Thursday 14 July 2022
The presidents of two States committees with responsibilities linked to housing have welcomed the Guernsey Community Foundation's (GCF) report on homelessness, which is particularly helpful in shining a light on this issue in Guernsey, which can often go unnoticed.
While homelessness may not be as obvious an issue in Guernsey as it is in other jurisdictions, it is known that there are people who do not have access to suitable long-term accommodation to meet their needs, including those who are 'sofa surfing' or being supported by third sector organisations such as Sarnia Housing.
The affordable housing development programme - the purchasing of sites for development into affordable housing - aims to reduce waiting list times for social housing, which may help to address some of these issues, but there will still always be a need for some temporary accommodation to be available at short notice for people who need somewhere to stay in an emergency situation.
The GCF's research presented in this report on homelessness will be useful in informing the scope and direction of the States' upcoming Emergency Housing Project. Although the final scope is not yet agreed, this project is expected to look at fully analysing the current position in Guernsey, including defining homelessness in the Guernsey context and an analysis of existing provisions to support people suffering from or at risk of homelessness. The project will aim to deliver outcomes that will address the issues identified, with clear recommendations and plans for how to achieve this.
As part of the project, the States will consider working closely with the third sector in meeting requirements for different forms of emergency housing in Guernsey and provisions that will address issues related to homelessness. This may include scoping the feasibility of the recommendation around the introduction of a specific charity focused on homelessness with government support.
A big part of the solution will be the timely delivery of the Affordable Housing Development Programme. In 2021, the States agreed to allocate £36.2m to fund the Affordable Housing Development Programme over an eight-year period. The units delivered through this Programme will work towards meeting the requirements of all current tenures of affordable housing, including social rental, partial ownership, key worker and specialised housing (which includes emergency housing). Being able to deliver more affordable housing units is critical to reducing current waiting lists, which will generate capacity to consider what other forms of affordable housing might be appropriate to help tackle the Guernsey's current housing issues.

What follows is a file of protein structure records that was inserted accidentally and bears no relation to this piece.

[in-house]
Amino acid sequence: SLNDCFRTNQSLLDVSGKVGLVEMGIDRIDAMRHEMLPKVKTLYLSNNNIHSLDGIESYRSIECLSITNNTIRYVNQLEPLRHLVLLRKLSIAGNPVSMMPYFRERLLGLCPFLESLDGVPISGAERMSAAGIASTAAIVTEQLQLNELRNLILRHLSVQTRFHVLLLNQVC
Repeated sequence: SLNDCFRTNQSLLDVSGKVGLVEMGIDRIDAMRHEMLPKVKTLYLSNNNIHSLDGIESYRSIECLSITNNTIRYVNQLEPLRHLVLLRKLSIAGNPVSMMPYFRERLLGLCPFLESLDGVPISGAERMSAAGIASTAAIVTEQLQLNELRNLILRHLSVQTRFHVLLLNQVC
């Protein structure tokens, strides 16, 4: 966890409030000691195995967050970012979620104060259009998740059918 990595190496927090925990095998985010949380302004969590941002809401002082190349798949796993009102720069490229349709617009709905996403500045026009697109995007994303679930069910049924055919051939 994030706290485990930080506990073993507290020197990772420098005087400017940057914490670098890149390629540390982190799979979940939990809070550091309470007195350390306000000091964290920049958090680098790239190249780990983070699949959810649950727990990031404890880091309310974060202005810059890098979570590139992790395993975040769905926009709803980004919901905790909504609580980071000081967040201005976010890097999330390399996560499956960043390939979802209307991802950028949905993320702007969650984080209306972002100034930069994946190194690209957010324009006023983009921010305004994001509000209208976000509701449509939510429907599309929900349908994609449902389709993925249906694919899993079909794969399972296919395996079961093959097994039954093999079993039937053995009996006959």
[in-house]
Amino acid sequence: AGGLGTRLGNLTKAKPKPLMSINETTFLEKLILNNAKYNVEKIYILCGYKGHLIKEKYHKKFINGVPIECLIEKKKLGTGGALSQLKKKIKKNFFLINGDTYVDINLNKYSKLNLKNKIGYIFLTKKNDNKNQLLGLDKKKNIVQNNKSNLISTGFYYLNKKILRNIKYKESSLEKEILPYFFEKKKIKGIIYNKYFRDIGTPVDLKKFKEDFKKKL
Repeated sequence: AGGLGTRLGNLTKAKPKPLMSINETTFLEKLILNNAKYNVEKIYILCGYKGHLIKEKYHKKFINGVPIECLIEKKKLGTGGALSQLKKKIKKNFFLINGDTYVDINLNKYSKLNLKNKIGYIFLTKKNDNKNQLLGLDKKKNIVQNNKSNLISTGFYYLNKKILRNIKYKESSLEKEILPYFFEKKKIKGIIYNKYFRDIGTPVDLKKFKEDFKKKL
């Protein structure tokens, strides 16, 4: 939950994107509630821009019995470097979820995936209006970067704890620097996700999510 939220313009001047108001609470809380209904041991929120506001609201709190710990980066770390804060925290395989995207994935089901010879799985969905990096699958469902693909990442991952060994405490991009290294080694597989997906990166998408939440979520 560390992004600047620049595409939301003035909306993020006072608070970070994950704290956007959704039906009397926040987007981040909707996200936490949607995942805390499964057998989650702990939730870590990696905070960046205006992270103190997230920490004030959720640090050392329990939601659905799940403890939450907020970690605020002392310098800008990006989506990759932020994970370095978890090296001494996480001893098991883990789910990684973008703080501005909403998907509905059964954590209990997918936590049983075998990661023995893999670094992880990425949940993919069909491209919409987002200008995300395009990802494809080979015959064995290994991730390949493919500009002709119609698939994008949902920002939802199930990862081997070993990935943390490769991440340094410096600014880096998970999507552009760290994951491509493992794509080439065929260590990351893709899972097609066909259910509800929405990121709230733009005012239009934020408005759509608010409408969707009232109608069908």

Deputy Peter Roffey, President of the Committee for Employment & Social Security, said:
'I welcome this report as it will provide a useful evidence base for when we consider these issues as part of the Emergency Housing Project set out in the Government Work Plan. This is an important area alongside all other housing policymaking areas where work is currently underway. They all link together and this report provides a valuable source for us as we progress the various housing-related workstreams. I welcome the GCF's view that delivery of the Affordable Housing Development Programme should be a priority, and accelerated if possible. It is critical that the waiting list for social rental housing is reduced to help those who are financially excluded from any other housing sector, and who may therefore be homeless or unsuitably housed, to have somewhere to live that is safe and appropriate for their needs.'
Significant workstreams underway include the development of the Affordable Housing Indicator, which will form part of the States Strategic Housing Indicator proposals due to come to the States later this year and will help the States and wider community understand the level of affordable housing required to meet the island's needs.
Additionally, the Housing Action Group was set up in 2021 for 12 months to scope and set in motion measures to try and relieve supply pressures on the housing market. This included identifying, analysing and acquiring land at pace that could be developed for affordable housing and the consideration of 'quick-win' interventions in the private housing market. This focused work has led to the purchase of Kenilworth Vinery in November and more recently, the Guernsey Business Park. Together, these sites, along with phase 1 of Fontaine Vinery, could deliver approximately 400 units of affordable housing in the next two-to-four years.
Deputy Lindsay De Sausmarez, President of the Committee for the Environment & Infrastructure, said:
'I would like to thank the Community Foundation for its work on this important topic. In particular, I welcome the recommendations to define homelessness for Guernsey and improve data collection in this area, to help inform future support and provision of emergency and temporary housing options for those most at risk of being homeless. The GCF report makes some interesting and useful points for the States to explore, especially around market intervention options such as introducing schemes that have been successful in other jurisdictions, and on publishing more information on the progress being made.'